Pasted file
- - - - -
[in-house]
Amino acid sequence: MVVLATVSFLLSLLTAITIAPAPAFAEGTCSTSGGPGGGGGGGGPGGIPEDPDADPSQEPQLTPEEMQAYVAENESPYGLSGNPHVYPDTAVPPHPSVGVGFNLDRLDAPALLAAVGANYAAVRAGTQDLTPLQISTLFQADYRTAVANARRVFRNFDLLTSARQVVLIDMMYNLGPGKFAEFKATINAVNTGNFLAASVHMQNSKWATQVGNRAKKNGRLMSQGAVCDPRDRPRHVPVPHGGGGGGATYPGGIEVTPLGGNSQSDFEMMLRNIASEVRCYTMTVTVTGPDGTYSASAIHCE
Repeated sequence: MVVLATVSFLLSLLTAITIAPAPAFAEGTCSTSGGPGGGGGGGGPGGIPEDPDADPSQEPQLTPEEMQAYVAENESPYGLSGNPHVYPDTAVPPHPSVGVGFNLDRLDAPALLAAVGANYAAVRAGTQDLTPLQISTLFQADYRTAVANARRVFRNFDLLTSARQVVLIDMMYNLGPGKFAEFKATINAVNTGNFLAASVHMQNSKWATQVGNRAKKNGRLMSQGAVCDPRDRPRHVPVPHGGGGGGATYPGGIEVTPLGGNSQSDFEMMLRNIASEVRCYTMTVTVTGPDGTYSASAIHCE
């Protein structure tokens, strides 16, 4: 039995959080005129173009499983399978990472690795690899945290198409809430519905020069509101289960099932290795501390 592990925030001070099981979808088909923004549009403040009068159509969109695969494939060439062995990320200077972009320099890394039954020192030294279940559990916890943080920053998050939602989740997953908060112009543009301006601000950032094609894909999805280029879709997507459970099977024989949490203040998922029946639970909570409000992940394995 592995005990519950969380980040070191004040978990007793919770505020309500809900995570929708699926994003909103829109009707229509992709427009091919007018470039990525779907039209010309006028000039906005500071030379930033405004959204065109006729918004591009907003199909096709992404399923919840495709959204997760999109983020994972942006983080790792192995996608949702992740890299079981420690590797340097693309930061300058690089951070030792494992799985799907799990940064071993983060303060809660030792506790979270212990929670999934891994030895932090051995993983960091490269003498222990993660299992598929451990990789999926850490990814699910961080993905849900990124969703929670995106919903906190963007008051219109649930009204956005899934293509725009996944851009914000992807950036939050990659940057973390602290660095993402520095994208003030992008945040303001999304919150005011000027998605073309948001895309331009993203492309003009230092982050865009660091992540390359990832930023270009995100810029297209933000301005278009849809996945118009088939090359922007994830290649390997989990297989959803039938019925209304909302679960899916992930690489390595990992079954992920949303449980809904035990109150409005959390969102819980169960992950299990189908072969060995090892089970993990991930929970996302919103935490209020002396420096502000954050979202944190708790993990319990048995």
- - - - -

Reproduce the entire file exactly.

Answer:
[in-house]
Amino acid sequence: MVVLATVSFLLSLLTAITIAPAPAFAEGTCSTSGGPGGGGGGGGPGGIPEDPDADPSQEPQLTPEEMQAYVAENESPYGLSGNPHVYPDTAVPPHPSVGVGFNLDRLDAPALLAAVGANYAAVRAGTQDLTPLQISTLFQADYRTAVANARRVFRNFDLLTSARQVVLIDMMYNLGPGKFAEFKATINAVNTGNFLAASVHMQNSKWATQVGNRAKKNGRLMSQGAVCDPRDRPRHVPVPHGGGGGGATYPGGIEVTPLGGNSQSDFEMMLRNIASEVRCYTMTVTVTGPDGTYSASAIHCE
Repeated sequence: MVVLATVSFLLSLLTAITIAPAPAFAEGTCSTSGGPGGGGGGGGPGGIPEDPDADPSQEPQLTPEEMQAYVAENESPYGLSGNPHVYPDTAVPPHPSVGVGFNLDRLDAPALLAAVGANYAAVRAGTQDLTPLQISTLFQADYRTAVANARRVFRNFDLLTSARQVVLIDMMYNLGPGKFAEFKATINAVNTGNFLAASVHMQNSKWATQVGNRAKKNGRLMSQGAVCDPRDRPRHVPVPHGGGGGGATYPGGIEVTPLGGNSQSDFEMMLRNIASEVRCYTMTVTVTGPDGTYSASAIHCE
């Protein structure tokens, strides 16, 4: 039995959080005129173009499983399978990472690795690899945290198409809430519905020069509101289960099932290795501390 592990925030001070099981979808088909923004549009403040009068159509969109695969494939060439062995990320200077972009320099890394039954020192030294279940559990916890943080920053998050939602989740997953908060112009543009301006601000950032094609894909999805280029879709997507459970099977024989949490203040998922029946639970909570409000992940394995 592995005990519950969380980040070191004040978990007793919770505020309500809900995570929708699926994003909103829109009707229509992709427009091919007018470039990525779907039209010309006028000039906005500071030379930033405004959204065109006729918004591009907003199909096709992404399923919840495709959204997760999109983020994972942006983080790792192995996608949702992740890299079981420690590797340097693309930061300058690089951070030792494992799985799907799990940064071993983060303060809660030792506790979270212990929670999934891994030895932090051995993983960091490269003498222990993660299992598929451990990789999926850490990814699910961080993905849900990124969703929670995106919903906190963007008051219109649930009204956005899934293509725009996944851009914000992807950036939050990659940057973390602290660095993402520095994208003030992008945040303001999304919150005011000027998605073309948001895309331009993203492309003009230092982050865009660091992540390359990832930023270009995100810029297209933000301005278009849809996945118009088939090359922007994830290649390997989990297989959803039938019925209304909302679960899916992930690489390595990992079954992920949303449980809904035990109150409005959390969102819980169960992950299990189908072969060995090892089970993990991930929970996302919103935490209020002396420096502000954050979202944190708790993990319990048995």